Jane Goodall Tells Stories for Climate Change

Beyond the numbers and charts fueling debates in Copenhagen, climate change is jarringly real in some parts of the world. At least that's the plea that renowned anthropologist Jane Goodall is taking to delegates this week as the U.N. climate conference enters its final days. Most of Goodall's work has centered on primate research and conservation advocacy, but before the conference ends, she'll underscore the urgencies posed primarily by deforestation and its most immediate effect on local communities. The REDD program (Reducing Emissions from Deforestation and Forest Degradation) sponsored by the U.N. has been one of the leading—and perhaps only—agreements to emerge at the conference. If done right, money funneled from large countries to smaller ones should protect forests, which soak up much of the world's carbon. On her way to Copenhagen, Goodall spoke with NEWSWEEK's Daniel Stone. Excerpts:

Why is deforestation one of the most fundamental issues up for debate?
Clear-cutting forest is releasing CO2. The forests are disappearing so fast—that's really the place to start to make serious changes to the way to do business.

So how big a part of the negotiations should be funding for the local communities?
Certainly a lot. We know it can work. In Costa Rica, ages ago, the government paid farmers not to cut down trees. That was initially nothing to do with money from the polluters; it was just a way of trying to get cleaner water and cleaner air for the people. The people in the cities agreed to have a tax on their water and air, and that was the money paid to the farmers. That's just one example; there are various ways of doing these things.

Considering global biodiversity, is it ever concerning that the future of the planet is being debated by only one species?
Well, we're the only ones with sufficient intellect to build and bend the environment to our wishes. But we've woken up rather late to the fact that this is harming us and all other species. More and more people are realizing that we are reaching a point of no return and we better do something. Saving forests might give us a little more time to continue to pollute.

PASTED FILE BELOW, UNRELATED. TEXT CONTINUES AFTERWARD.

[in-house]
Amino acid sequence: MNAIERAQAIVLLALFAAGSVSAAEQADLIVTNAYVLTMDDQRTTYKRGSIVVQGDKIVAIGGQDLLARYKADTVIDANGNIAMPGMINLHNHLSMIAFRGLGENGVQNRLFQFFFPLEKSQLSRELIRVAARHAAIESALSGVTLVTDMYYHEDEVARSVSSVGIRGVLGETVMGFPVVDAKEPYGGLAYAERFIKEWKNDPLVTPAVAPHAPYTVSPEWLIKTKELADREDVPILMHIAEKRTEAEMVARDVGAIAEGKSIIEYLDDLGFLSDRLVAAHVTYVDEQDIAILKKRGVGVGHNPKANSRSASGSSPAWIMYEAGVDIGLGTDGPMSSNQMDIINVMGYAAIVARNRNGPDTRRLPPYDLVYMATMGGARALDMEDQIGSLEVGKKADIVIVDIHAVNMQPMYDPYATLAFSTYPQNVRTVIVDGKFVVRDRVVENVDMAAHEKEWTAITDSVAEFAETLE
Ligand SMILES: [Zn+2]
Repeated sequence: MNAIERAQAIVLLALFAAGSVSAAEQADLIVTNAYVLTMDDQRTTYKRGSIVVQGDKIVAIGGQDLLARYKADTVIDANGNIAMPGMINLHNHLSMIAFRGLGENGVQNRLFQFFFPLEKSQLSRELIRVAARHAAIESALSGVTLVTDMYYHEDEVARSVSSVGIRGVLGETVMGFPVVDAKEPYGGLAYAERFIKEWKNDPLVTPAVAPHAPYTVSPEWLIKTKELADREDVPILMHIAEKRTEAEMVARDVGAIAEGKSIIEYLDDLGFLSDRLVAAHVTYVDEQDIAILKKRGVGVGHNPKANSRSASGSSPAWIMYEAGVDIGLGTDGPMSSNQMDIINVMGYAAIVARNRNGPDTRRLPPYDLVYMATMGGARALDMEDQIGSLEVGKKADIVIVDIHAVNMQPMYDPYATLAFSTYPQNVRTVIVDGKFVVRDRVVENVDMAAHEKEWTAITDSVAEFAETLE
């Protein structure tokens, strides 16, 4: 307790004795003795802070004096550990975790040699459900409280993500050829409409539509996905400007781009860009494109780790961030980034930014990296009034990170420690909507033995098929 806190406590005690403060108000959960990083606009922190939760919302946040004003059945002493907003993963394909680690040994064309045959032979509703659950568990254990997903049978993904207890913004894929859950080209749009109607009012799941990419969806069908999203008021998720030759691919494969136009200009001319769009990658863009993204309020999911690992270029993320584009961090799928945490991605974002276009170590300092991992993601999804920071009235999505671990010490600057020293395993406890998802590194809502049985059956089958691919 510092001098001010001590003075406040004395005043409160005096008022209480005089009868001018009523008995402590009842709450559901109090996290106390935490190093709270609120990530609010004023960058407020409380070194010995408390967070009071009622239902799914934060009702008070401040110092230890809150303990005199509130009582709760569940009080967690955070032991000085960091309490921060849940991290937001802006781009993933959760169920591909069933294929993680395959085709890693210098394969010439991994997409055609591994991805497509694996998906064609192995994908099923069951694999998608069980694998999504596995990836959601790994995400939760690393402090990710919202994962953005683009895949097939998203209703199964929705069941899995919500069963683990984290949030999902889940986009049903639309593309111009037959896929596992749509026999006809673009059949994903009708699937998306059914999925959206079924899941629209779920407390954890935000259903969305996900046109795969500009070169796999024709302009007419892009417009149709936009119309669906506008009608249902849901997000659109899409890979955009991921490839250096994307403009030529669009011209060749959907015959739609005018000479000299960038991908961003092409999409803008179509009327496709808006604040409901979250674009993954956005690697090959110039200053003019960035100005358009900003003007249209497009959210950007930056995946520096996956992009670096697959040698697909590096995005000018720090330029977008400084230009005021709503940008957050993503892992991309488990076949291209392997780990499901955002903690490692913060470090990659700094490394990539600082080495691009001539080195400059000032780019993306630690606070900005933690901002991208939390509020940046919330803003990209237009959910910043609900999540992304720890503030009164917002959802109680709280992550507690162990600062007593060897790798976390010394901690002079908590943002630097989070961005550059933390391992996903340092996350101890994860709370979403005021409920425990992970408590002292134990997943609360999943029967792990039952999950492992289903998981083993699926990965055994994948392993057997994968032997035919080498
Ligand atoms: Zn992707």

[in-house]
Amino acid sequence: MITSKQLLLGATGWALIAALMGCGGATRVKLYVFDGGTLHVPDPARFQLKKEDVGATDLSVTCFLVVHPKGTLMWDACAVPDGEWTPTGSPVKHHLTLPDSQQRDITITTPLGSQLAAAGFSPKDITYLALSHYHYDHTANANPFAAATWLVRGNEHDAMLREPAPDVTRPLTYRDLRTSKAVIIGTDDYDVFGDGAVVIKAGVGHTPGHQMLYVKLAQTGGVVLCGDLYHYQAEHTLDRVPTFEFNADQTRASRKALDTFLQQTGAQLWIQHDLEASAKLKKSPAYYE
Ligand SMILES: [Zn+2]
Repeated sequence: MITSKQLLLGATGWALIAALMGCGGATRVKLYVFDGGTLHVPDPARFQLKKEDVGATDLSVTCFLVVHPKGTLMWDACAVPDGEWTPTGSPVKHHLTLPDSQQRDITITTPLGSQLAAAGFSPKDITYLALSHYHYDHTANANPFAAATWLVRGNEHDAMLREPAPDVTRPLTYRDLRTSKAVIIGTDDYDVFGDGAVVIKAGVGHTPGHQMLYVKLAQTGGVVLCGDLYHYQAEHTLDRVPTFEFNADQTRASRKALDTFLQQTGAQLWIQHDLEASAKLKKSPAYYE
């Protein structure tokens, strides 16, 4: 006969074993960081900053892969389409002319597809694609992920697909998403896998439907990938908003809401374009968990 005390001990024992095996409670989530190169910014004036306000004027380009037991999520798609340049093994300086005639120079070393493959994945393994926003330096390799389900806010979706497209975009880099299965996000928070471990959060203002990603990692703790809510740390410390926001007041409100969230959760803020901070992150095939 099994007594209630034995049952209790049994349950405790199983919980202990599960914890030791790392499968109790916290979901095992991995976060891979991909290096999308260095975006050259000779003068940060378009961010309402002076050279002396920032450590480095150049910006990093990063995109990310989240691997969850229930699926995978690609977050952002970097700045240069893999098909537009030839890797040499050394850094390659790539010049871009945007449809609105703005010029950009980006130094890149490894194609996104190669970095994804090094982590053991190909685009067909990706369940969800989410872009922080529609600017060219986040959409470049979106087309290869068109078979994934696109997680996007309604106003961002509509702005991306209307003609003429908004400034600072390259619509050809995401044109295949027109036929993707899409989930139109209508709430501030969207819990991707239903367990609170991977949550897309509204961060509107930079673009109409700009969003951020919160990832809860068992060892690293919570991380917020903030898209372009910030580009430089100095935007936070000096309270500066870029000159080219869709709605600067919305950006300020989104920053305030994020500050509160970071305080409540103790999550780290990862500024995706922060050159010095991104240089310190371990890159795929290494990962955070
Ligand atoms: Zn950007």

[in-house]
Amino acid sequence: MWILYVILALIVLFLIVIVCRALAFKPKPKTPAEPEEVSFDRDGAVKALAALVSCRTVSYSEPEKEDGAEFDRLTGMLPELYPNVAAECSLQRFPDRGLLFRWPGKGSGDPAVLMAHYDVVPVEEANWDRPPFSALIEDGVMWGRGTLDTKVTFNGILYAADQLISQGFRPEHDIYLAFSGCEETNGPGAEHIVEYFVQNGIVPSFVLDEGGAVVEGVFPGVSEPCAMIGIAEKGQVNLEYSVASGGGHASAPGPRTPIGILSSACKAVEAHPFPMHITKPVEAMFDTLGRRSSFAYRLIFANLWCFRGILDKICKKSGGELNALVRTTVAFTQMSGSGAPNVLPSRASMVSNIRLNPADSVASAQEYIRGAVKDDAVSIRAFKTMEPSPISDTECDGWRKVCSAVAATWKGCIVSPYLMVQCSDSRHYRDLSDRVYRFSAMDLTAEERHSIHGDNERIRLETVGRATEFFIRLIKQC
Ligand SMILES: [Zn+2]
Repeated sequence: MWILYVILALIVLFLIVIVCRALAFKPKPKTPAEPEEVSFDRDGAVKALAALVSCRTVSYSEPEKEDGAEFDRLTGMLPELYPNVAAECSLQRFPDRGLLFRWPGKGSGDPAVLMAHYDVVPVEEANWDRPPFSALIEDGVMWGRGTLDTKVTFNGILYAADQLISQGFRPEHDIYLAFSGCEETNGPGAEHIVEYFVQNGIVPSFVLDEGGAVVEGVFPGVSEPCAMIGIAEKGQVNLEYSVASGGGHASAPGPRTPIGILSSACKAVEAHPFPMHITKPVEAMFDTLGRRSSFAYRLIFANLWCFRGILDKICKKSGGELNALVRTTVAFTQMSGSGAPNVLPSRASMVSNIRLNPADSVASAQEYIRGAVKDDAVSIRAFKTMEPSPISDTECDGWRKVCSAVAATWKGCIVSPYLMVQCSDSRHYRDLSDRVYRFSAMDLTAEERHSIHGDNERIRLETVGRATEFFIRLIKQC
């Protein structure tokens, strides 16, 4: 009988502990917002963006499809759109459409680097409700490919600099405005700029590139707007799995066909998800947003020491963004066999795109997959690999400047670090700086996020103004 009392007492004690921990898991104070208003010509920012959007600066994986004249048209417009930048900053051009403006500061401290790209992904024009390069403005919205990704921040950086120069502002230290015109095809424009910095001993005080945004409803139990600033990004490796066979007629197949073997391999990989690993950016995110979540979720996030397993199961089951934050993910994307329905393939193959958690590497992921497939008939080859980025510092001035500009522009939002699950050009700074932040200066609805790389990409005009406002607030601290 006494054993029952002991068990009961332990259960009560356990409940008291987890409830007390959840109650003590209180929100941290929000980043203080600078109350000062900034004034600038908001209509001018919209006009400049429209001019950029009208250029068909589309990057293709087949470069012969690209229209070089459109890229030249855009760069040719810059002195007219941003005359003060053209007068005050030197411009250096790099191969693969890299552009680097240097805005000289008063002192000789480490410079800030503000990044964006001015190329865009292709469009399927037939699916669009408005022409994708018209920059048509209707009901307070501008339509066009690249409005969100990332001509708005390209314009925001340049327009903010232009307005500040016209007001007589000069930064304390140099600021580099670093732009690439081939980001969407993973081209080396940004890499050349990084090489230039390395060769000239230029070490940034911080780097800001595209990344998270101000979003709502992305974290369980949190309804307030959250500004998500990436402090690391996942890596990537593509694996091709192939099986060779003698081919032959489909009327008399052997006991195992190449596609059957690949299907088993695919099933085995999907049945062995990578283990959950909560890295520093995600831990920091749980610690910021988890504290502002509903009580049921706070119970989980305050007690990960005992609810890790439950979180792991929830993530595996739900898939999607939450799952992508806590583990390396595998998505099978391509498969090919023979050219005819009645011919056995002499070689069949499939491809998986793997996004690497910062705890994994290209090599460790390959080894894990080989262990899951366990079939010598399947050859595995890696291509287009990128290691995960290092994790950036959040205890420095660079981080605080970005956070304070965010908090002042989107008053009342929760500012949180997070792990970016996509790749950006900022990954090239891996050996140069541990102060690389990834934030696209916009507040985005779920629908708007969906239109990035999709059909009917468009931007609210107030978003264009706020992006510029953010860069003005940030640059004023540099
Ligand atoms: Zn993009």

How do you translate your reputation—as a primatologist—into advocacy?
So many scientists use facts and figures and charts and graphs. They're very impressive, but people don't remember them. You need to reach into people's hearts. When I'm talking at a big forest convention, for example, everyone's talking about the services the forests produce, like saving the water table. But what I usually say is…was the forest made for us to exploit, or does it equally serve as home to lots of amazing life species?

Not to say it's a bad thing, but that argument seems idealized and removed from the human motivations that drive exploitation.
Well, I can't tell you how many people come and say, "That made such an impact." I bring it back to something people can relate to, which is the story. People remember those stories.

With so many motivations—many of them conflicting—how do you decide what is most important?
It's the future. The unborn children, the indigenous people. All you must do is consider how this decision affects generations to come. We're making decisions that are very selfish as far as the future is concerned.